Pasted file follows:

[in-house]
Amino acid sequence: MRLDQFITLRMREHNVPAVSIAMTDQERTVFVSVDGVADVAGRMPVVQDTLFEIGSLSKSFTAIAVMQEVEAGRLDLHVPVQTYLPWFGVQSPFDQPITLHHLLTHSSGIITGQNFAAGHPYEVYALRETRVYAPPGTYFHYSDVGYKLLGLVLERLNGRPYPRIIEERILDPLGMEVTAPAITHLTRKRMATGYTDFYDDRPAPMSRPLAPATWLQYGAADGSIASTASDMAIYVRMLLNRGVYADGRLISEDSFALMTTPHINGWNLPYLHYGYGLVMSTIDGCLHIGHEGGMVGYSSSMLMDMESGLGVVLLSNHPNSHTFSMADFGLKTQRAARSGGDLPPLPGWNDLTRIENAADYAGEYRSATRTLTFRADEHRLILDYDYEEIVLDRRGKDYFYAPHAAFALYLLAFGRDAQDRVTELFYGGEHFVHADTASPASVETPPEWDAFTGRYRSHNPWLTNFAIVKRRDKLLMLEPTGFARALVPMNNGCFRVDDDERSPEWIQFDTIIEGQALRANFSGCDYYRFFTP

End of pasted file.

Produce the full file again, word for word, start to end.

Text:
[in-house]
Amino acid sequence: MRLDQFITLRMREHNVPAVSIAMTDQERTVFVSVDGVADVAGRMPVVQDTLFEIGSLSKSFTAIAVMQEVEAGRLDLHVPVQTYLPWFGVQSPFDQPITLHHLLTHSSGIITGQNFAAGHPYEVYALRETRVYAPPGTYFHYSDVGYKLLGLVLERLNGRPYPRIIEERILDPLGMEVTAPAITHLTRKRMATGYTDFYDDRPAPMSRPLAPATWLQYGAADGSIASTASDMAIYVRMLLNRGVYADGRLISEDSFALMTTPHINGWNLPYLHYGYGLVMSTIDGCLHIGHEGGMVGYSSSMLMDMESGLGVVLLSNHPNSHTFSMADFGLKTQRAARSGGDLPPLPGWNDLTRIENAADYAGEYRSATRTLTFRADEHRLILDYDYEEIVLDRRGKDYFYAPHAAFALYLLAFGRDAQDRVTELFYGGEHFVHADTASPASVETPPEWDAFTGRYRSHNPWLTNFAIVKRRDKLLMLEPTGFARALVPMNNGCFRVDDDERSPEWIQFDTIIEGQALRANFSGCDYYRFFTP